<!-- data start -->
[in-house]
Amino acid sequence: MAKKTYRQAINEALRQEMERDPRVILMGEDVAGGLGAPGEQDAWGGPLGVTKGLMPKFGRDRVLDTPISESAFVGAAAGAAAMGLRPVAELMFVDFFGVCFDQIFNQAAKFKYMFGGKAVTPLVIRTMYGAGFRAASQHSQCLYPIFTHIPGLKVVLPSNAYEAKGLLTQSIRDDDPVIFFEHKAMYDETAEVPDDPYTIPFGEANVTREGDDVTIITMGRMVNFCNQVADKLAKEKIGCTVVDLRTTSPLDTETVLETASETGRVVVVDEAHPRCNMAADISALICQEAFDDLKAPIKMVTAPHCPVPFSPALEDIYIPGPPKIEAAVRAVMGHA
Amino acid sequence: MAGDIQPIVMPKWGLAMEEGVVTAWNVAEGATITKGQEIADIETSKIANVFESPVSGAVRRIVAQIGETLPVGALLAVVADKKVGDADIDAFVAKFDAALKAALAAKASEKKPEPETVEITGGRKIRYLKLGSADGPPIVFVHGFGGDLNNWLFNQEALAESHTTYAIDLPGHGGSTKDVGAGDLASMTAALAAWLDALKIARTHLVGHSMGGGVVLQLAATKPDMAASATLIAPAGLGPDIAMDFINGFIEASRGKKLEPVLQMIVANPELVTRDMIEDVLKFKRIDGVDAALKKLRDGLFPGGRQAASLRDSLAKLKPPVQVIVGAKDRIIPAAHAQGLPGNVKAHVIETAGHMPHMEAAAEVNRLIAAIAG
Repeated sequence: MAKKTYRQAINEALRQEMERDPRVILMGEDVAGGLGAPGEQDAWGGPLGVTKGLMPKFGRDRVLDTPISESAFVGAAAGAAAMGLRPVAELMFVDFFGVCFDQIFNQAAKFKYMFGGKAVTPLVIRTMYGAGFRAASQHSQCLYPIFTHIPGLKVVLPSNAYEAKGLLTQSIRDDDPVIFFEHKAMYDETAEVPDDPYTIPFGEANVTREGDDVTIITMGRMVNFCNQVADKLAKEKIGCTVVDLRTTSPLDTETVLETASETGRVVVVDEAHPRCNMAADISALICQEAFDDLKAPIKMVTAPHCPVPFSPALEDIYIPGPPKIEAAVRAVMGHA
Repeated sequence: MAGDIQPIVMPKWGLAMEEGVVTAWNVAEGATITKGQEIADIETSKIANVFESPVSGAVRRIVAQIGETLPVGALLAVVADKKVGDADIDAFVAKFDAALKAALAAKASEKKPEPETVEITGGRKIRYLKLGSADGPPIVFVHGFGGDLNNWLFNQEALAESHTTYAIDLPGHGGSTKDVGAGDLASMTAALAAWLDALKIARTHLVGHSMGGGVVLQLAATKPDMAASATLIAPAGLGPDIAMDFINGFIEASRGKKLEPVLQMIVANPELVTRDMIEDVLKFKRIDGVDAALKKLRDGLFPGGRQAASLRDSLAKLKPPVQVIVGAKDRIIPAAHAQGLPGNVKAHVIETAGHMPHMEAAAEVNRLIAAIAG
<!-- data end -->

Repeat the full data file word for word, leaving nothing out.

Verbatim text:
[in-house]
Amino acid sequence: MAKKTYRQAINEALRQEMERDPRVILMGEDVAGGLGAPGEQDAWGGPLGVTKGLMPKFGRDRVLDTPISESAFVGAAAGAAAMGLRPVAELMFVDFFGVCFDQIFNQAAKFKYMFGGKAVTPLVIRTMYGAGFRAASQHSQCLYPIFTHIPGLKVVLPSNAYEAKGLLTQSIRDDDPVIFFEHKAMYDETAEVPDDPYTIPFGEANVTREGDDVTIITMGRMVNFCNQVADKLAKEKIGCTVVDLRTTSPLDTETVLETASETGRVVVVDEAHPRCNMAADISALICQEAFDDLKAPIKMVTAPHCPVPFSPALEDIYIPGPPKIEAAVRAVMGHA
Amino acid sequence: MAGDIQPIVMPKWGLAMEEGVVTAWNVAEGATITKGQEIADIETSKIANVFESPVSGAVRRIVAQIGETLPVGALLAVVADKKVGDADIDAFVAKFDAALKAALAAKASEKKPEPETVEITGGRKIRYLKLGSADGPPIVFVHGFGGDLNNWLFNQEALAESHTTYAIDLPGHGGSTKDVGAGDLASMTAALAAWLDALKIARTHLVGHSMGGGVVLQLAATKPDMAASATLIAPAGLGPDIAMDFINGFIEASRGKKLEPVLQMIVANPELVTRDMIEDVLKFKRIDGVDAALKKLRDGLFPGGRQAASLRDSLAKLKPPVQVIVGAKDRIIPAAHAQGLPGNVKAHVIETAGHMPHMEAAAEVNRLIAAIAG
Repeated sequence: MAKKTYRQAINEALRQEMERDPRVILMGEDVAGGLGAPGEQDAWGGPLGVTKGLMPKFGRDRVLDTPISESAFVGAAAGAAAMGLRPVAELMFVDFFGVCFDQIFNQAAKFKYMFGGKAVTPLVIRTMYGAGFRAASQHSQCLYPIFTHIPGLKVVLPSNAYEAKGLLTQSIRDDDPVIFFEHKAMYDETAEVPDDPYTIPFGEANVTREGDDVTIITMGRMVNFCNQVADKLAKEKIGCTVVDLRTTSPLDTETVLETASETGRVVVVDEAHPRCNMAADISALICQEAFDDLKAPIKMVTAPHCPVPFSPALEDIYIPGPPKIEAAVRAVMGHA
Repeated sequence: MAGDIQPIVMPKWGLAMEEGVVTAWNVAEGATITKGQEIADIETSKIANVFESPVSGAVRRIVAQIGETLPVGALLAVVADKKVGDADIDAFVAKFDAALKAALAAKASEKKPEPETVEITGGRKIRYLKLGSADGPPIVFVHGFGGDLNNWLFNQEALAESHTTYAIDLPGHGGSTKDVGAGDLASMTAALAAWLDALKIARTHLVGHSMGGGVVLQLAATKPDMAASATLIAPAGLGPDIAMDFINGFIEASRGKKLEPVLQMIVANPELVTRDMIEDVLKFKRIDGVDAALKKLRDGLFPGGRQAASLRDSLAKLKPPVQVIVGAKDRIIPAAHAQGLPGNVKAHVIETAGHMPHMEAAAEVNRLIAAIAG